By MARK ANDERSON
The Chicago and the World Forum—spearheaded by the global-governance advocates at Chicago Council on Global Affairs — this spring is centered on what the CCGA loftily calls “The Asian Century.”
A key component in this thrust to create an especially large Asian-based trading bloc for global governance is the Trans Pacific Partnership (TPP) — a super-sized free-trade agreement which, critics say, carries with it unprecedented protectionism for big banking interests.
Currently, Congress is flatly being denied TPP’s details. March 2013 marks the 3-year anniversary of the TPP negotiation summits. The 16th round started in Singapore this March. Chicago hosted a round last year. Meanwhile, a steady flow of academic double domes, former and current government officials and other global thinkers are visiting the CCGA’s Chicago and the World Forum, to advance the supposed glories of a major global economic shift to the East.
The main Asia-based programs of the CCGA, which is the former Chicago Council on Foreign Relations, include the just-completed Feb. 25 lecture by Under Secretary for Economic Growth, Energy, and the Environment Robert D. Hormats. Another program, “Asia and the Great Convergence,” held March 6, was presented by Kishore Mahbubani, a public policy professor at Singapore’s National University; and “Asia’s New Great Game: The Coming Conflict in Asia?” was held March 20, by CCGA President Marshall M. Bouton.
In Chicago, the Robert R. McCormick Foundation is underwriting the Asia series, although the Foundation’s namesake, late Chicago Tribune Publisher Robert R. McCormick, was a noninterventionist who’d sternly disapprove of the unhinged political, military and economic interventionism praised and practiced by the CCGA, in favor of the plutocratic creditor class that practices self-protectionism with the full force of the law, but calls protectionism sinful for the working class.
The language of “Globalese” is carefully spoken throughout the CCGA’s news releases and lectures. Major world changes are portrayed as quasi-random, unstoppable and impersonal. The CCGA’s online statement about its Spring 2013 Asia series typifies this globalese by smoothly implying that Asian changes are organic and that the US is merely reacting to it: “The global balance of power, whether economic, demographic, or military, is shifting inexorably toward Asia. In response, the United States has increasingly turned its attention to the region, seeking both to deepen its own economic engagement and to enhance US security interests.”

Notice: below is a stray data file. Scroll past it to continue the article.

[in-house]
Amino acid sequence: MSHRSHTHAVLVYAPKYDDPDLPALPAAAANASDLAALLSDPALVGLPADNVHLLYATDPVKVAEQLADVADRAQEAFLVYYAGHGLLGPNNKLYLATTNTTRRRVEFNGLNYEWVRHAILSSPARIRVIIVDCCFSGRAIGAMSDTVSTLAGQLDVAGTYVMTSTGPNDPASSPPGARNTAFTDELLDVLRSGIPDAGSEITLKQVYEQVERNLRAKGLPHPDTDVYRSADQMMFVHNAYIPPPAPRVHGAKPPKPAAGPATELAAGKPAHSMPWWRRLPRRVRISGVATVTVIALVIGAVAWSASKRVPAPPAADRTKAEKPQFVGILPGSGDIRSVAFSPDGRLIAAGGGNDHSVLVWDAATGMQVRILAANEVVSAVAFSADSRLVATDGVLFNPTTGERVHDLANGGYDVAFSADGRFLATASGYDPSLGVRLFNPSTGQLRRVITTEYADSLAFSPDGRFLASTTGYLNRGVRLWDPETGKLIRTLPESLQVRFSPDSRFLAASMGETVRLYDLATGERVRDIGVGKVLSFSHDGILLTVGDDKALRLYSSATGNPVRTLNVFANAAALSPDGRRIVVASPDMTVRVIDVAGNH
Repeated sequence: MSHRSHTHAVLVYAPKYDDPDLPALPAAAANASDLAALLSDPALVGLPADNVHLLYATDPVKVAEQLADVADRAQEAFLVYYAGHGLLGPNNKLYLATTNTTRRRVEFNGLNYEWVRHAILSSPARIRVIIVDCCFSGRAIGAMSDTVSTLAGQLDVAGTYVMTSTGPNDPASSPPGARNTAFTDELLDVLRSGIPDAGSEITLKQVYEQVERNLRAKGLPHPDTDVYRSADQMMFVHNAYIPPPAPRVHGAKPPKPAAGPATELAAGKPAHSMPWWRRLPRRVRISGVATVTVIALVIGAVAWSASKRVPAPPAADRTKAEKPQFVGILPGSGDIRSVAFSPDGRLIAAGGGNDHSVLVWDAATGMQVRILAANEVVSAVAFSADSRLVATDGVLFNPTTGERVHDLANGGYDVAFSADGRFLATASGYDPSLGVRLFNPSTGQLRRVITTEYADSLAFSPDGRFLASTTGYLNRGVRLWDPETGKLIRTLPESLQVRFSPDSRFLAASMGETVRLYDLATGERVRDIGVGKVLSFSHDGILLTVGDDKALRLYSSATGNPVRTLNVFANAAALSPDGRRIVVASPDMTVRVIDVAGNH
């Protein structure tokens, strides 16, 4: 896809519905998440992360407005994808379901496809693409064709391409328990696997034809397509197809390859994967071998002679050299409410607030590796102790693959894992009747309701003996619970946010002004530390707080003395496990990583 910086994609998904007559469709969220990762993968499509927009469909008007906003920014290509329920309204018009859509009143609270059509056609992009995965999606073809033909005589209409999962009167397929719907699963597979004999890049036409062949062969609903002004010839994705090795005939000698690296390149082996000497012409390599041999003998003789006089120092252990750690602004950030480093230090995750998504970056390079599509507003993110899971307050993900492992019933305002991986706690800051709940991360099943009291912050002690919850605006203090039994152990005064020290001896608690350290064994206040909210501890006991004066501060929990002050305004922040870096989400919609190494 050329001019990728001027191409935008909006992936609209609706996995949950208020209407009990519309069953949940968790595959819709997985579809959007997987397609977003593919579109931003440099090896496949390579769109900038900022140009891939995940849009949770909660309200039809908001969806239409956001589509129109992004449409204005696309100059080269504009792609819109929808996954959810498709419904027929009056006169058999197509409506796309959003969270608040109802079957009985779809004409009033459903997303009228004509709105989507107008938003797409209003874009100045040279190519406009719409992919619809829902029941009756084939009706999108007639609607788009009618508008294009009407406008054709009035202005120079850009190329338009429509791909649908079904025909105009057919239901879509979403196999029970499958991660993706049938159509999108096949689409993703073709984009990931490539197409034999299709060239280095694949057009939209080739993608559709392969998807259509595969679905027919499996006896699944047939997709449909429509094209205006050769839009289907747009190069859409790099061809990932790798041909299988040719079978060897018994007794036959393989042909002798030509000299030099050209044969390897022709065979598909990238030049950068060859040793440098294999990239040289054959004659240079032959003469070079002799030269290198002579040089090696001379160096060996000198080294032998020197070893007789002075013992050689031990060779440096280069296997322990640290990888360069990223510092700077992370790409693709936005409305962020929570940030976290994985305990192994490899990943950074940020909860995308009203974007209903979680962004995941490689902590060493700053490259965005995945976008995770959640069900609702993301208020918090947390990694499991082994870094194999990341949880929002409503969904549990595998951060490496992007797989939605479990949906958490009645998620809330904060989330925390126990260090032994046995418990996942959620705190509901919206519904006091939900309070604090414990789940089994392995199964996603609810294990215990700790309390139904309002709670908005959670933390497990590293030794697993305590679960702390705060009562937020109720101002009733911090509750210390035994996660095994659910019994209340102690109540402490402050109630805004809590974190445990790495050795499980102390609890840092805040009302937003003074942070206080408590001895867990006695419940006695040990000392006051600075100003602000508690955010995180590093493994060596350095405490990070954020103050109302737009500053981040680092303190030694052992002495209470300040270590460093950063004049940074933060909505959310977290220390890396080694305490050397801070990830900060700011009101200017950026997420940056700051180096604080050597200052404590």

The CCGA’s leaders downplay the reality that US monopoly capitalists laid the groundwork for building up China in the first place, which led to forfeiting America’s industrial might via free-trade agreements.
This caused the flood of largely shoddy Chinese products that weigh down American store shelves, the purchase of which has filled China’s coffers but enslaved the average Chinese worker while seriously polluting China’s air and waters — due to breakneck industrial development, mostly at the expense of the US.
This forfeiture of US wealth to China is “backdoor foreign aid.” That’s according to late General Motors executive Gus Stelzer, a noted economics author who, a few years ago, explained to this writer that trillions of dollars in wages were lost, and local tax bases across the US were gravely depleted, when American tariffs on Chinese imports were purposely knocked down by global business interests who have a direct pipeline to government policy-makers and often become policy makers themselves.
Mr. Hormats spent more than 20 years as Vice Chairman of Goldman Sachs International before assuming his State Department post. His remarks to the CCGA Feb. 25 underscored long-term Western commitment to economic master planning in ever-widening patterns.
While Hormats stated that the US economy, including small producers in agriculture and other sectors, are what matter the most — and China’s cyber-espionage and intellectual-property thievery need to be dealt with — the actual system he advocates, leading toward full realization of the TPP, cannot help but weld all nations together in a global matrix where national autonomy is all but lost.
The TPP would hardly be limited to greater Asia. Hormats stated it would include “the US and 10 other countries on both sides of the Pacific ... several Latin American nations, including Mexico, Peru and Chile ... as well as Canada ... but also Malaysia, Vietnam, Australia, New Zealand and others.” He stressed: “This is going to be a very large agreement ... to lower barriers and to raise standards, to drive long-term growth.”
At first brush, this sounds almost good, except that lowering barriers is “codespeak” for surrendering economic sovereignty to big corporations allied with strategic government policies.
Mark Anderson is a veteran journalist who divides his time between Texas and Michigan. Email him at firstname.lastname@example.org.
From The Progressive Populist, April 1, 2013
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